Brain health expert and bestselling author Dr. Daniel Amen said that Pat Robertson’s view on Alzheimer’s, which includes his belief that it would be justifiable to divorce a spouse that has the disease, makes him question the Christian broadcaster’s own mental health.
During the viewer letters segment of his 700 Club TV show Tuesday, Robertson responded to a viewer who wrote about a friend that began seeing another woman while still married to his wife, an Alzheimer's victim.
Robertson touched off a firestorm of opposition to his response to the letter, which also included a rebuttal to a challenge from his co-host during the show. Terry Meeuwsen pointed out that when couples marry they vow "for better, for worse."
However, Robertson responded, "You said 'till death do us part;' this (suffering from Alzheimer's) is a kind of death. I certainly wouldn't put a guilt trip on you if you decided that you had to have companionship; you're lonely."
Amen, who will be taping shows for PBS that include discussions on preventing Alzheimer’s, told The Christian Post that although he had not seen the controversial segment, Robertson’s remarks were puzzling.
“I think it’s wrong and I think it sends the wrong message. I think it shows such bad judgment on Pat’s part that I would wonder about his brain,” Amen said. “The hallmark of a good brain is to have forethought, judgment, and empathy. I haven’t read his whole statement so I want to be cautious in my remarks, but his comments are hurtful.”
Amen is part of a team of three doctors and experts that are helping Saddleback Church in Lake Forest, Calif., with its yearlong Daniel Plan health campaign. Amen was brought onto the team by Pastor Rick Warren for his expertise in brain health. Dr. Mark Hyman, an expert in metabolism, and cardiac surgeon and TV host Dr. Mehmet Oz are featured along with Amen extensively as resources for the congregation.
“There are many stages of Alzheimer’s disease and some people have mild Alzheimer’s and they are completely aware. Other people have very severe forms and they have no recollection of their lives,” Amen said. “It’s a devastating illness, but it’s not one thing. It’s a very wide spectrum of chronic presentations and so to just say that if someone has Alzheimer’s disease that’s reason to divorce your spouse ... I just think it really goes against Christian values and direction.”
“I understand the loneliness that people feel who have a spouse with Alzheimer’s, but his comment just doesn’t fit in my mind,” he continued. “They are not pronounced dead, they are sick. So, if you have a spouse that’s sick, that has a mental or brain illness, is it okay to divorce them if they are sick? I don’t know of any biblical passage that you can put that to.”
Victor Mazmanian leads a ministry specifically aimed at providing support to those diagnosed with Alzheimer’s or dementia and their families. As the founder of the Mind-Heart-Soul Ministry, and the director of faith outreach for a senior care organization, which are both based in Orange County, Calif., Mazmanian has talked to thousands of people on Alzheimer’s issues.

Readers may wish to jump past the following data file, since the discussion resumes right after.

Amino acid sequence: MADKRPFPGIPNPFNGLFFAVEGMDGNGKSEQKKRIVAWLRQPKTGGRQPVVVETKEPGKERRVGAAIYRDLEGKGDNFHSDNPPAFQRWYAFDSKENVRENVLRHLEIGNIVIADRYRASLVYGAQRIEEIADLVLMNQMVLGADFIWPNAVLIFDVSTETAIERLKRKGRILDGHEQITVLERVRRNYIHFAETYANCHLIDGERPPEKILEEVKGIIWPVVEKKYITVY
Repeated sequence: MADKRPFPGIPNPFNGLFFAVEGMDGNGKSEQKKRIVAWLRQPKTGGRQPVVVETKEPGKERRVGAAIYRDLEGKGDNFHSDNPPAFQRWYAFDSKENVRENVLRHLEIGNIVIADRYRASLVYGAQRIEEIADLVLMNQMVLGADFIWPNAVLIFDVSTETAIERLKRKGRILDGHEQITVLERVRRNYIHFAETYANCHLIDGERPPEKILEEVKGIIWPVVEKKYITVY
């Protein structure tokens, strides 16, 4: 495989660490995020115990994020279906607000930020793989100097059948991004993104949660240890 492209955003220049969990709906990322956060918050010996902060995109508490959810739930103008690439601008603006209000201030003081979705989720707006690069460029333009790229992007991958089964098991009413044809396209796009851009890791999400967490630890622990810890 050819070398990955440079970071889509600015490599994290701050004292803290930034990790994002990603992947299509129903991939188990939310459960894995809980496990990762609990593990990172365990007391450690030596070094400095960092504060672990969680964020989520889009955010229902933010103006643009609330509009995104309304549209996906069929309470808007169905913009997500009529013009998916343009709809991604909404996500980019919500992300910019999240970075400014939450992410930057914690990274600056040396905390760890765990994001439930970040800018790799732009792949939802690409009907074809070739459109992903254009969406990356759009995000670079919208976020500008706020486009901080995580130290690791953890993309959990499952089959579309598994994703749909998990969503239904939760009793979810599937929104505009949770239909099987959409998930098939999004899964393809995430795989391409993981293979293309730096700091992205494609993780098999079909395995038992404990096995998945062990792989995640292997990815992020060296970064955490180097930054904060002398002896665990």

Mazmanian began his ministry and work in this area when he began caring for his mother, diagnosed with Alzheimer’s seven years ago.
The ministry leader says that people with Alzheimer’s count on the support from their loved ones, whether the appreciation is easily recognizable or not.
“You don’t know what they are really thinking at certain points of the illness as time goes on, but we do know that they respond to love and they respond to human touch and they respond to a smiling face,” Mazmanian said. “You see it in their face. Their face lights up. It’s very obvious.”
Mazmanian said that there are senior health care agencies that promote the view that someone diagnosed with Alzheimer’s is not the same person.
“Some medical agencies tell people that, ‘Oh, they are no longer their loved one once they have the disease,' or 'Just remember, that’s not your loved one anymore, that’s somebody else now,’” he explained. “That opens the door for people to say, ‘Well, that’s not the person I married so I’m going to leave and find somebody else.
"That’s a whole other mindset that doesn’t make any sense at all because they still are your loved one. They haven’t changed, they just aren’t able to communicate as they once did,” he said.
Maria McNeill, whose mother passed away recently from a physical illness, has a father in the advanced stages of Alzheimer’s. She said that her parents were married nearly 53 years and “despite the ravages of Alzheimer's, my father still retained the capacity to love his wife deeply, just as she loved him.”
“Pat Robertson's comments were offensive and appalling,” McNeill, 52, said. “That's not the kind of Christianity I want any part of.”